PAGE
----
HowTo: Create a Six-Frame Animation with a Single Sheet of Paper

Pioneered by Rufus Butler Seder in his popular children's picture book Gallop!, and ably demonstrated by WonderHowTo favorite brusspup in the video below, "scanimation" refers to a novel (but distinctly old-timey) technique for cramming multi-frame animations onto a single sheet of paper by a process of superimposition and selective interference.

Interested in creating your own scanimations? It's easier than you'd think. In the following clip, Paul Overton of Dude Craft presents a complete overview of the process.

You Will Need:

  • A single 8½-by-11 inch sheet of blank printer paper
  • A blank transparency—or, failing that, a second 8½-by-11" sheet of paper, a straight edge, a pencil, an X-Acto knife and a steady hand
  • A graphics editor with layer support (e.g., Adobe Photoshop, Illustrator or GIMP)
  • An image
  • A printer

Step 1 Create & print your grid.

  1. HowTo: Create a Six-Frame Animation with a Single Sheet of PaperLaunch your graphics editor.
  2. Create a new US paper-sized document.
  3. On a new layer, create a grid by adding black bars (measuring 3/16" each) separated by empty spaces (measuring 1/32" each).
  4. Print your grid to your transparency.

Warnings

  • If you intend to create a six-frame animation, the bars of your grid must be 5x the width of your spaces, not 6x as specified in the video.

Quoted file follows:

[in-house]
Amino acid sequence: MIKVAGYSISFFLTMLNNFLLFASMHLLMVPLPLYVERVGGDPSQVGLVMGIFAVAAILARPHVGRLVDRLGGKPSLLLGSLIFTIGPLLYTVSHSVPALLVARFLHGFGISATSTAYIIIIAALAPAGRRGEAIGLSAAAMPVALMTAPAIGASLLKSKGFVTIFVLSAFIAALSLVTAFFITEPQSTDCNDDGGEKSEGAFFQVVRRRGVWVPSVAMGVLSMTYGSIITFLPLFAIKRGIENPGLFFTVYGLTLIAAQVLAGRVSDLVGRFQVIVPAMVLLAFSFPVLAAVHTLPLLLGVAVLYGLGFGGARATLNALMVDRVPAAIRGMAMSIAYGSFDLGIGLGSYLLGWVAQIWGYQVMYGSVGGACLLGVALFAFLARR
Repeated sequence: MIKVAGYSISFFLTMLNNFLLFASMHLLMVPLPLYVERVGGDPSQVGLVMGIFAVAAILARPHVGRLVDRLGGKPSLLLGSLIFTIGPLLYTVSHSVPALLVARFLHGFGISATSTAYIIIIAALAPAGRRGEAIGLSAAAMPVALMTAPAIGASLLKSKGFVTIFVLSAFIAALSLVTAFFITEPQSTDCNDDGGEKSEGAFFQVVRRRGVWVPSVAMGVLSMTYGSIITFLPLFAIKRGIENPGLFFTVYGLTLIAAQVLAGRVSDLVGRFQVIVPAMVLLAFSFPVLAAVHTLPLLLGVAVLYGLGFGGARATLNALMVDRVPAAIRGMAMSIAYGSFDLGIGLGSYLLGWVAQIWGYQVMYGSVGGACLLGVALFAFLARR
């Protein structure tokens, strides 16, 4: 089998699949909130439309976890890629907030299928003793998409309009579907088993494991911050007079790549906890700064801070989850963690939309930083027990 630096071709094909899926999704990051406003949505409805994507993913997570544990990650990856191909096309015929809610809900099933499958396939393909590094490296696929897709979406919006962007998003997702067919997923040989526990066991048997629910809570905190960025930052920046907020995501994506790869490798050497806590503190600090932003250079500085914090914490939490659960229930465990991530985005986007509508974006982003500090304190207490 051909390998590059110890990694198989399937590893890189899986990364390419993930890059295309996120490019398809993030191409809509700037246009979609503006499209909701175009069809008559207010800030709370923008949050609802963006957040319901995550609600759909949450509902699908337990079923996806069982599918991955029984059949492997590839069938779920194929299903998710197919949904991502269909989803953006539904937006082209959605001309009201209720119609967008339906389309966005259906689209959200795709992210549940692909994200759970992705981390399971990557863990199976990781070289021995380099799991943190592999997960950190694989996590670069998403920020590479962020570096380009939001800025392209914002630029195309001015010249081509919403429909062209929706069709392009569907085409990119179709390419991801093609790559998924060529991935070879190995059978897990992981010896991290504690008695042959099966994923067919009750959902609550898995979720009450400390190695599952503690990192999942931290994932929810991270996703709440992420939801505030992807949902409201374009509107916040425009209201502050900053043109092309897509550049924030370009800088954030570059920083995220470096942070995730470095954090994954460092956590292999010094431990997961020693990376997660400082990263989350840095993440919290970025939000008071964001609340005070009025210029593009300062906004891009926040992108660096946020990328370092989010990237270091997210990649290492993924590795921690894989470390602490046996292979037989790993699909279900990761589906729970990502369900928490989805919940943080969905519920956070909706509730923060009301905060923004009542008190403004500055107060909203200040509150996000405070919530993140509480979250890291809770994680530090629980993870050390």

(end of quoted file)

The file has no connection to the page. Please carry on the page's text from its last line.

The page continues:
Step 2 Create & print your composite image.

  1. HowTo: Create a Six-Frame Animation with a Single Sheet of PaperOpen & center your image on a new layer in your grid.
  2. Create five identical copies of this new layer. These will be the second, third, fourth, fifth and sixth frames in your animation.
  3. Return to your first frame & erase whatever parts of your image overlap with the black bars of your grid.
  4. Select the second frame of your image & rotate it 60°. Scoot it over by 1/32" &, as before, erase whatever parts of your image overlap with the bars of your grid.
  5. Select the third frame of your image & rotate it 120°. Taking the first frame as a starting point, scoot it over 2/32" (i.e., 1/32" from where your second frame now is). Delete whatever parts of your image overlap with the bars of the grid.
  6. Repeat this process for the remaining three frames (substituting 180°, 240º, 300° and 3/32", 4/32", 5/32" where necessary).
  7. Turn off your grid.
  8. Print your image.

Step 3 Center your printed grid over your printed composite image.

  1. Align your printed grid with your printed image until the first frame comes clearly into view.
  2. Gently drag your grid horizontally across your image as demonstrated in the videos above.
  3. Make more!

8 Comments

Well, that's just radical man.

i agree. great instructions.

nicely presented getexcellent. also overton is remarkable in fluidly explaining the step by step: he explains so clearly such a complex animation procedure in an unscripted screencast. wow.

i cant get to the bottom of it..
should i place all the hearts centered and then move them to the right or left? or move the grid to the right or left? and i cant find the PDF files as described in the video... please help :)

Nice tutorial. There is this open source software animbar (http://animbar.mnim.org) that shortens the process significantly. It creates a "scanimation"-like animation from the given frames within a few mouse clicks.

sorry if this is a dumb question but what does 3/16" convert to in millimeters because when i do 3 inches by 16 inch rectangles they are far too big to fit on the page

thank you xxx

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